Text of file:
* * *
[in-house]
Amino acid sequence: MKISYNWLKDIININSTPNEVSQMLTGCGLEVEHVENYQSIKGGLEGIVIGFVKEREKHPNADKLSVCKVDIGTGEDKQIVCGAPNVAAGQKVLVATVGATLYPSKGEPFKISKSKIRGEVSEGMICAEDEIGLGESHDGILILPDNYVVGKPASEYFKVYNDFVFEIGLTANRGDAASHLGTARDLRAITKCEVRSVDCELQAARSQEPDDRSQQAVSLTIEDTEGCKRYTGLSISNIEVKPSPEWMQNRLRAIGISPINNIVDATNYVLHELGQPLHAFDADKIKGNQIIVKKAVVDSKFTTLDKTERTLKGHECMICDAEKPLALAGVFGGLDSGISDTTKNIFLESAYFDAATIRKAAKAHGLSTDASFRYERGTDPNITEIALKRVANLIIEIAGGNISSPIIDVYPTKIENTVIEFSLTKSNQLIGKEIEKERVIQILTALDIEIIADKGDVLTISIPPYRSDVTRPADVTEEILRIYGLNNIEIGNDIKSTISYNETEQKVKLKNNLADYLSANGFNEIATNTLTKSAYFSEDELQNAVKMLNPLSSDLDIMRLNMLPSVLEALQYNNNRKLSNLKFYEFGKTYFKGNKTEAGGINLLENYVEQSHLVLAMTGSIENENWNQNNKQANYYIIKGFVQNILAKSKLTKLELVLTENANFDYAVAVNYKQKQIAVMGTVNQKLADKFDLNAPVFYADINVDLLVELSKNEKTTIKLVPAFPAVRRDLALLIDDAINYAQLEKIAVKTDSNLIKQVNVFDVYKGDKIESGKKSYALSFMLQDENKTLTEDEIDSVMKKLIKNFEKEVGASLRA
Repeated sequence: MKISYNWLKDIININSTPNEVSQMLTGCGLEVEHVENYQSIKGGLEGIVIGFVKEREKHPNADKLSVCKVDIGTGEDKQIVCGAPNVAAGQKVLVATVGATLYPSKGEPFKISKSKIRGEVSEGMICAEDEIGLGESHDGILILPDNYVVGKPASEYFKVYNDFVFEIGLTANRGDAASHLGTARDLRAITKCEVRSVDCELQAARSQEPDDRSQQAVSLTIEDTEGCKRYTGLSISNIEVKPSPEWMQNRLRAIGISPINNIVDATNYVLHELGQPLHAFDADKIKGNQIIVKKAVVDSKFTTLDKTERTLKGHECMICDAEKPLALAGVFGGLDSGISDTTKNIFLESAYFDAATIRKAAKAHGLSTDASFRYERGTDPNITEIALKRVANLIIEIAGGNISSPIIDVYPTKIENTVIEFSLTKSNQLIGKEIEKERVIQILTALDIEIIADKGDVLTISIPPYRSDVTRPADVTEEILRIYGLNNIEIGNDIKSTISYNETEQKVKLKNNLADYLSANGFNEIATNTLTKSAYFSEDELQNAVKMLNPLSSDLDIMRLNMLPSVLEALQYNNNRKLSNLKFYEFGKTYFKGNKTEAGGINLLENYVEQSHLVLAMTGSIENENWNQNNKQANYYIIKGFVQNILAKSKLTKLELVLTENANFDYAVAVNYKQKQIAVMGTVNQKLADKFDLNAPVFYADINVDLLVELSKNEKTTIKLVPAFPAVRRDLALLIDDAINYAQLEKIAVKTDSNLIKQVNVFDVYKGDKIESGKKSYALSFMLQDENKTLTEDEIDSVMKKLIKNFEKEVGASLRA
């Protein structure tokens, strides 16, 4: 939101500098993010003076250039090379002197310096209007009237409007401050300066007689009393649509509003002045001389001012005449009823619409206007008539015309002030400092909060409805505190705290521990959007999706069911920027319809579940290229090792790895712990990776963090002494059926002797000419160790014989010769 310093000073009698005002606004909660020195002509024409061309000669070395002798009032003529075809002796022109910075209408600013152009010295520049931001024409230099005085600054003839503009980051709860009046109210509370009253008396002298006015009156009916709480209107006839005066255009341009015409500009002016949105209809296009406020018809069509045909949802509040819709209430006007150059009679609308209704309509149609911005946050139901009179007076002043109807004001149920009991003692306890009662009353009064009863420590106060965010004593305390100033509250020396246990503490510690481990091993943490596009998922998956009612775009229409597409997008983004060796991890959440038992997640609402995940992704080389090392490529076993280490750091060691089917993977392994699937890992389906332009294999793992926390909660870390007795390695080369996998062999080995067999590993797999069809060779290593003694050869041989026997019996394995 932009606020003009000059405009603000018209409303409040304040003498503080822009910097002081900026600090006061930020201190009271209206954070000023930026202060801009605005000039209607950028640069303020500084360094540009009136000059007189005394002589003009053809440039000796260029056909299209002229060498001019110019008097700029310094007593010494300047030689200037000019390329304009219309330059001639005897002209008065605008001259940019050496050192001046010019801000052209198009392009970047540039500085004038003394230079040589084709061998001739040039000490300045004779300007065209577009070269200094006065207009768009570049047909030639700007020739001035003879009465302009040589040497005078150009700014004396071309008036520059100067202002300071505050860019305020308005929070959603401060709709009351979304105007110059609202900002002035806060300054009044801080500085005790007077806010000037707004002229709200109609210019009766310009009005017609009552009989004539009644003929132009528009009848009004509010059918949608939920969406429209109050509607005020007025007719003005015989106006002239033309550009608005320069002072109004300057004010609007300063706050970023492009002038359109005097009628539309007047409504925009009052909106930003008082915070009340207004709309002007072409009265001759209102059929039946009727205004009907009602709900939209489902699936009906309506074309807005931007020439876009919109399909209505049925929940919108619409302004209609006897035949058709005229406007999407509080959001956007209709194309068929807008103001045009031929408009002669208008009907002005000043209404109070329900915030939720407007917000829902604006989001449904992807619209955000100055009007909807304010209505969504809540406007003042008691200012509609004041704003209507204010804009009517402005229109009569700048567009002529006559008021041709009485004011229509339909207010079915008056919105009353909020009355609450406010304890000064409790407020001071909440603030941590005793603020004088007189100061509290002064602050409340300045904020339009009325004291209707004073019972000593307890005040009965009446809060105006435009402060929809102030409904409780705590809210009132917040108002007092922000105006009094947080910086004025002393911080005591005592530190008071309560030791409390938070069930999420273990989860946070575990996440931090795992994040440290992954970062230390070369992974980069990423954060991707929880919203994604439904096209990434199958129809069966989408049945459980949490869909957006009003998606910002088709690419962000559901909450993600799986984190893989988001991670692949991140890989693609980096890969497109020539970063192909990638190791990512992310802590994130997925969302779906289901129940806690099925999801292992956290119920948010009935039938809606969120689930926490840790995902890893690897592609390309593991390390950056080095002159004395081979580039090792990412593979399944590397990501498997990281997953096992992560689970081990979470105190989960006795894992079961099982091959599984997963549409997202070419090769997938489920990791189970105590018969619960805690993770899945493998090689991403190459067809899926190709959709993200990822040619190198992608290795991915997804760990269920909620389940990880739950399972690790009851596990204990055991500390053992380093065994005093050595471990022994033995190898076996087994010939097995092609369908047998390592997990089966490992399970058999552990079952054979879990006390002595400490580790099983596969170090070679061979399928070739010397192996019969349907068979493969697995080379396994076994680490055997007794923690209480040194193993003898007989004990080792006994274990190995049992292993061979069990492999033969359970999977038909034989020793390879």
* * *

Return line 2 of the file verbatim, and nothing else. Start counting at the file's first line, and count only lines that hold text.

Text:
Amino acid sequence: MKISYNWLKDIININSTPNEVSQMLTGCGLEVEHVENYQSIKGGLEGIVIGFVKEREKHPNADKLSVCKVDIGTGEDKQIVCGAPNVAAGQKVLVATVGATLYPSKGEPFKISKSKIRGEVSEGMICAEDEIGLGESHDGILILPDNYVVGKPASEYFKVYNDFVFEIGLTANRGDAASHLGTARDLRAITKCEVRSVDCELQAARSQEPDDRSQQAVSLTIEDTEGCKRYTGLSISNIEVKPSPEWMQNRLRAIGISPINNIVDATNYVLHELGQPLHAFDADKIKGNQIIVKKAVVDSKFTTLDKTERTLKGHECMICDAEKPLALAGVFGGLDSGISDTTKNIFLESAYFDAATIRKAAKAHGLSTDASFRYERGTDPNITEIALKRVANLIIEIAGGNISSPIIDVYPTKIENTVIEFSLTKSNQLIGKEIEKERVIQILTALDIEIIADKGDVLTISIPPYRSDVTRPADVTEEILRIYGLNNIEIGNDIKSTISYNETEQKVKLKNNLADYLSANGFNEIATNTLTKSAYFSEDELQNAVKMLNPLSSDLDIMRLNMLPSVLEALQYNNNRKLSNLKFYEFGKTYFKGNKTEAGGINLLENYVEQSHLVLAMTGSIENENWNQNNKQANYYIIKGFVQNILAKSKLTKLELVLTENANFDYAVAVNYKQKQIAVMGTVNQKLADKFDLNAPVFYADINVDLLVELSKNEKTTIKLVPAFPAVRRDLALLIDDAINYAQLEKIAVKTDSNLIKQVNVFDVYKGDKIESGKKSYALSFMLQDENKTLTEDEIDSVMKKLIKNFEKEVGASLRA